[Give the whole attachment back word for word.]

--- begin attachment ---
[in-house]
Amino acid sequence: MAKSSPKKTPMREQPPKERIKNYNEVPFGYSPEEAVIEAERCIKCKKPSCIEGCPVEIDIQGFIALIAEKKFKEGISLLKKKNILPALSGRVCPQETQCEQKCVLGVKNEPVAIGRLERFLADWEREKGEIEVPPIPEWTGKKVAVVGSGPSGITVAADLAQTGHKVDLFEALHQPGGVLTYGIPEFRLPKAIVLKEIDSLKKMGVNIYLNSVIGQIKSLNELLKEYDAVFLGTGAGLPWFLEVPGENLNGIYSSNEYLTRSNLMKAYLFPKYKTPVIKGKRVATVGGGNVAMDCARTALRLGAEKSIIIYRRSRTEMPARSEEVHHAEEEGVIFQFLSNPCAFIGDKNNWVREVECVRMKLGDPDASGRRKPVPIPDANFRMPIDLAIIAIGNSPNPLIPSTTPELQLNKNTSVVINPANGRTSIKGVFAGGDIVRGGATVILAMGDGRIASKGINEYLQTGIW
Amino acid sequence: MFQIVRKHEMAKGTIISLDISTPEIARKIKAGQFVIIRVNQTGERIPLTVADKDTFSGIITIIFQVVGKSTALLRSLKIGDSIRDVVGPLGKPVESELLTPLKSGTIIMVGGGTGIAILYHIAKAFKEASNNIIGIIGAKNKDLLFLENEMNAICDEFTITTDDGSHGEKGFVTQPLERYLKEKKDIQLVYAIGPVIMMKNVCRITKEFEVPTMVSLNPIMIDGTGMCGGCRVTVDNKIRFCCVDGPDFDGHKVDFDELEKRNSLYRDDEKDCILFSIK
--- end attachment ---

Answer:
[in-house]
Amino acid sequence: MAKSSPKKTPMREQPPKERIKNYNEVPFGYSPEEAVIEAERCIKCKKPSCIEGCPVEIDIQGFIALIAEKKFKEGISLLKKKNILPALSGRVCPQETQCEQKCVLGVKNEPVAIGRLERFLADWEREKGEIEVPPIPEWTGKKVAVVGSGPSGITVAADLAQTGHKVDLFEALHQPGGVLTYGIPEFRLPKAIVLKEIDSLKKMGVNIYLNSVIGQIKSLNELLKEYDAVFLGTGAGLPWFLEVPGENLNGIYSSNEYLTRSNLMKAYLFPKYKTPVIKGKRVATVGGGNVAMDCARTALRLGAEKSIIIYRRSRTEMPARSEEVHHAEEEGVIFQFLSNPCAFIGDKNNWVREVECVRMKLGDPDASGRRKPVPIPDANFRMPIDLAIIAIGNSPNPLIPSTTPELQLNKNTSVVINPANGRTSIKGVFAGGDIVRGGATVILAMGDGRIASKGINEYLQTGIW
Amino acid sequence: MFQIVRKHEMAKGTIISLDISTPEIARKIKAGQFVIIRVNQTGERIPLTVADKDTFSGIITIIFQVVGKSTALLRSLKIGDSIRDVVGPLGKPVESELLTPLKSGTIIMVGGGTGIAILYHIAKAFKEASNNIIGIIGAKNKDLLFLENEMNAICDEFTITTDDGSHGEKGFVTQPLERYLKEKKDIQLVYAIGPVIMMKNVCRITKEFEVPTMVSLNPIMIDGTGMCGGCRVTVDNKIRFCCVDGPDFDGHKVDFDELEKRNSLYRDDEKDCILFSIK